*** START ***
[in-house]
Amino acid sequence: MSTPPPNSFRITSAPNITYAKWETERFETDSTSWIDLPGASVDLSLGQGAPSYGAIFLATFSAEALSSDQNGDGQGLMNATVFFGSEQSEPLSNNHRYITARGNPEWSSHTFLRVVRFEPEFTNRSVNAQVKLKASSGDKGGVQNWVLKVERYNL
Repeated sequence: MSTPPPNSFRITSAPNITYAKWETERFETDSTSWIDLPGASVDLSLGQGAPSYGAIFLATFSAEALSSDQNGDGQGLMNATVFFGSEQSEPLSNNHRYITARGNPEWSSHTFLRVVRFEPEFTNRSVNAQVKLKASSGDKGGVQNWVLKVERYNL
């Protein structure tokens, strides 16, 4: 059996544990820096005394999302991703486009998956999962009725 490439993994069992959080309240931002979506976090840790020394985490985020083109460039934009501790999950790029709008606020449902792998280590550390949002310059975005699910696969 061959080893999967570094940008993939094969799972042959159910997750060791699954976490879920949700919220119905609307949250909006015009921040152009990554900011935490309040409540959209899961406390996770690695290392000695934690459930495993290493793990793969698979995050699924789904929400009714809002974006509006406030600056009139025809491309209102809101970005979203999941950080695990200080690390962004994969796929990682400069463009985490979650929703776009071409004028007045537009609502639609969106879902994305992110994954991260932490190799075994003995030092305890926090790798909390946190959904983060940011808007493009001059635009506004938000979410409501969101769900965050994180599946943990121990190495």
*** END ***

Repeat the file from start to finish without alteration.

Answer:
[in-house]
Amino acid sequence: MSTPPPNSFRITSAPNITYAKWETERFETDSTSWIDLPGASVDLSLGQGAPSYGAIFLATFSAEALSSDQNGDGQGLMNATVFFGSEQSEPLSNNHRYITARGNPEWSSHTFLRVVRFEPEFTNRSVNAQVKLKASSGDKGGVQNWVLKVERYNL
Repeated sequence: MSTPPPNSFRITSAPNITYAKWETERFETDSTSWIDLPGASVDLSLGQGAPSYGAIFLATFSAEALSSDQNGDGQGLMNATVFFGSEQSEPLSNNHRYITARGNPEWSSHTFLRVVRFEPEFTNRSVNAQVKLKASSGDKGGVQNWVLKVERYNL
């Protein structure tokens, strides 16, 4: 059996544990820096005394999302991703486009998956999962009725 490439993994069992959080309240931002979506976090840790020394985490985020083109460039934009501790999950790029709008606020449902792998280590550390949002310059975005699910696969 061959080893999967570094940008993939094969799972042959159910997750060791699954976490879920949700919220119905609307949250909006015009921040152009990554900011935490309040409540959209899961406390996770690695290392000695934690459930495993290493793990793969698979995050699924789904929400009714809002974006509006406030600056009139025809491309209102809101970005979203999941950080695990200080690390962004994969796929990682400069463009985490979650929703776009071409004028007045537009609502639609969106879902994305992110994954991260932490190799075994003995030092305890926090790798909390946190959904983060940011808007493009001059635009506004938000979410409501969101769900965050994180599946943990121990190495």